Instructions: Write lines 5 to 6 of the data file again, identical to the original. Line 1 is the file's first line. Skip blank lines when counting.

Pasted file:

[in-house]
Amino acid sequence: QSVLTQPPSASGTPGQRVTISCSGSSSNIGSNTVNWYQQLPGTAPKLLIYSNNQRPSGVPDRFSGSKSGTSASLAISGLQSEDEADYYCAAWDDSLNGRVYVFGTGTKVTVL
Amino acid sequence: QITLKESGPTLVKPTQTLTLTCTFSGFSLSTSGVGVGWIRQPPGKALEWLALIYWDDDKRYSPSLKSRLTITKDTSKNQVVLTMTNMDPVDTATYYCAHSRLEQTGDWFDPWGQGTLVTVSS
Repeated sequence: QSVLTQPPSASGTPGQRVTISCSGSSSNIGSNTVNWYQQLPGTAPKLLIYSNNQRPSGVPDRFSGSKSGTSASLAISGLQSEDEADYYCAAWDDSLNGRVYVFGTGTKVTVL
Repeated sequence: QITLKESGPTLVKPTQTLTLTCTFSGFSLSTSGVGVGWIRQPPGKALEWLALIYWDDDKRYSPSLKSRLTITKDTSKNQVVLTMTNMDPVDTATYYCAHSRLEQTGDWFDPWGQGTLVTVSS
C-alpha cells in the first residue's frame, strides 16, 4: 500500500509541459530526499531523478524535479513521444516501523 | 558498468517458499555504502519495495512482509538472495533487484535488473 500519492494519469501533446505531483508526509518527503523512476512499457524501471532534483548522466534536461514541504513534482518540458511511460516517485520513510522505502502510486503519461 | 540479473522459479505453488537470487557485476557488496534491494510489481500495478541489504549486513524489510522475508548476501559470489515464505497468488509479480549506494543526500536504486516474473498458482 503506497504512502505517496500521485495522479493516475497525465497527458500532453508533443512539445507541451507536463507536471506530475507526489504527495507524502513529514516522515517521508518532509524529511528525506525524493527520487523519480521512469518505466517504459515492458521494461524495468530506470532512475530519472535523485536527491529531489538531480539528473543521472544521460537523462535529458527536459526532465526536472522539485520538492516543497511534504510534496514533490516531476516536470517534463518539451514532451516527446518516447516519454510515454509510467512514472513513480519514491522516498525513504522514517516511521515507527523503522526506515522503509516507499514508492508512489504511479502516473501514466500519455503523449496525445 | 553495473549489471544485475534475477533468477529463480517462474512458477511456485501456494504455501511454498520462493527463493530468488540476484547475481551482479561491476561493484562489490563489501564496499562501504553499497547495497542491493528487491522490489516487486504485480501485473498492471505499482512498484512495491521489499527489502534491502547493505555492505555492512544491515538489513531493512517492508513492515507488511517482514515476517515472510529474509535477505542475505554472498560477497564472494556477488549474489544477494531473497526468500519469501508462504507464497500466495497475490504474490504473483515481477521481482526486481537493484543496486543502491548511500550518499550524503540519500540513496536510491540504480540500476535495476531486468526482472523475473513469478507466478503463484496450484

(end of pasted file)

Repeated sequence: QITLKESGPTLVKPTQTLTLTCTFSGFSLSTSGVGVGWIRQPPGKALEWLALIYWDDDKRYSPSLKSRLTITKDTSKNQVVLTMTNMDPVDTATYYCAHSRLEQTGDWFDPWGQGTLVTVSS
C-alpha cells in the first residue's frame, strides 16, 4: 500500500509541459530526499531523478524535479513521444516501523 | 558498468517458499555504502519495495512482509538472495533487484535488473 500519492494519469501533446505531483508526509518527503523512476512499457524501471532534483548522466534536461514541504513534482518540458511511460516517485520513510522505502502510486503519461 | 540479473522459479505453488537470487557485476557488496534491494510489481500495478541489504549486513524489510522475508548476501559470489515464505497468488509479480549506494543526500536504486516474473498458482 503506497504512502505517496500521485495522479493516475497525465497527458500532453508533443512539445507541451507536463507536471506530475507526489504527495507524502513529514516522515517521508518532509524529511528525506525524493527520487523519480521512469518505466517504459515492458521494461524495468530506470532512475530519472535523485536527491529531489538531480539528473543521472544521460537523462535529458527536459526532465526536472522539485520538492516543497511534504510534496514533490516531476516536470517534463518539451514532451516527446518516447516519454510515454509510467512514472513513480519514491522516498525513504522514517516511521515507527523503522526506515522503509516507499514508492508512489504511479502516473501514466500519455503523449496525445 | 553495473549489471544485475534475477533468477529463480517462474512458477511456485501456494504455501511454498520462493527463493530468488540476484547475481551482479561491476561493484562489490563489501564496499562501504553499497547495497542491493528487491522490489516487486504485480501485473498492471505499482512498484512495491521489499527489502534491502547493505555492505555492512544491515538489513531493512517492508513492515507488511517482514515476517515472510529474509535477505542475505554472498560477497564472494556477488549474489544477494531473497526468500519469501508462504507464497500466495497475490504474490504473483515481477521481482526486481537493484543496486543502491548511500550518499550524503540519500540513496536510491540504480540500476535495476531486468526482472523475473513469478507466478503463484496450484